Well, it turns out that Munchkin is VERY jealous of Pup-Pup and vice versa. And, I’m sitting over here going, “Are you kidding me?!?!” This is how ridiculous it is getting. The kid tells me (as I’m holding the dog), “You must love Pup-Pup more than me. You are holding HER and not your BABY.” And she starts to cry! I explain I can hold them both and then she gripes the dog has more room. Mom made the mistake of telling Munchkin that she is the number one grandkid and Pup-Pup was number one dog. OH NO, that’s not enough. She has to be number one and the dog always number two. And she tells the dog this all the time. Plus, I swear, Pup-Pup will jump up on me and then grin at Munchkin just to get her all riled up. It’s like she KNOWS and it kind of creeps me out.

Now, I’d never make the comparison of, “this must be how it is for an older child getting a new sibling” because I know it isn’t even close. I really can’t stand those comparisons of kids and pets.  But, I’ve got to find some way for this spoiled kid of mine NOT to be jealous of a 5 pound ball of fur. I mean, I can’t expect to reason with Pup-Pup.  She’s a dog for pete’s sake. The problem is four year old kids just aren’t rational.  Most of the time I’m yelling in my head, “AM I REALLY HAVING THIS CONVERSATION???”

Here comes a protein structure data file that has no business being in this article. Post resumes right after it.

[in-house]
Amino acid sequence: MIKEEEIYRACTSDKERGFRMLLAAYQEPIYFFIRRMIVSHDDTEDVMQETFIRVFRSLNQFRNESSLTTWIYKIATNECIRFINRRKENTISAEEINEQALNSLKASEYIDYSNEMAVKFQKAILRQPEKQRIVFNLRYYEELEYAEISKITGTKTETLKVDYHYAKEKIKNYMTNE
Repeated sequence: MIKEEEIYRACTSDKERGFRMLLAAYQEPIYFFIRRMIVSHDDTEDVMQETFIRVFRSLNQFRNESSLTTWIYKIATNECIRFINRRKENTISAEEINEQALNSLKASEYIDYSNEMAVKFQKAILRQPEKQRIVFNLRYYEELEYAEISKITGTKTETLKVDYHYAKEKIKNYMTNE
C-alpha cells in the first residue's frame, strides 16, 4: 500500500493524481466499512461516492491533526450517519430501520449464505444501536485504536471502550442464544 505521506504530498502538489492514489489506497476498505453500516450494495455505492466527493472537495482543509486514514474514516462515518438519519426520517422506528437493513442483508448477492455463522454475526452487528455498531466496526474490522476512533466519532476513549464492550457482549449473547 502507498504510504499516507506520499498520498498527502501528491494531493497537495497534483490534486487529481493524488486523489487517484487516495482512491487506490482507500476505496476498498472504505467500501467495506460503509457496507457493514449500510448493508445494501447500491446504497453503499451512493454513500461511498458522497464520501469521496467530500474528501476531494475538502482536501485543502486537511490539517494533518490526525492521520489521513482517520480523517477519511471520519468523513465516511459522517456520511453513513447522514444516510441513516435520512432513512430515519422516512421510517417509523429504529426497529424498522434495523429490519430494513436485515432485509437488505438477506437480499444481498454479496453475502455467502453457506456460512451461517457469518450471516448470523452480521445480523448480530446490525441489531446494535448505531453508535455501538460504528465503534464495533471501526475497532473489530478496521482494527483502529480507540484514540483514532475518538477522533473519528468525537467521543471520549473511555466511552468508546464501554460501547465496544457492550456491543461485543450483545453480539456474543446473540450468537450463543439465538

Now, Mom is the optimistic one.  She keeps telling us that they will both adjust. I seriously wonder.  I mean, Pup-Pup pooped in Munchkin’s room just to tick her off.  I guess I’m good as long as Munchkin doesn’t retaliate in the same way. J keeps saying he’s going to take Pup-Pup to the pound, but then Munchkin gets all mad and yells at him.  It’s like she has found her arch nemesis and no one else better try to take her away even though she is jealous.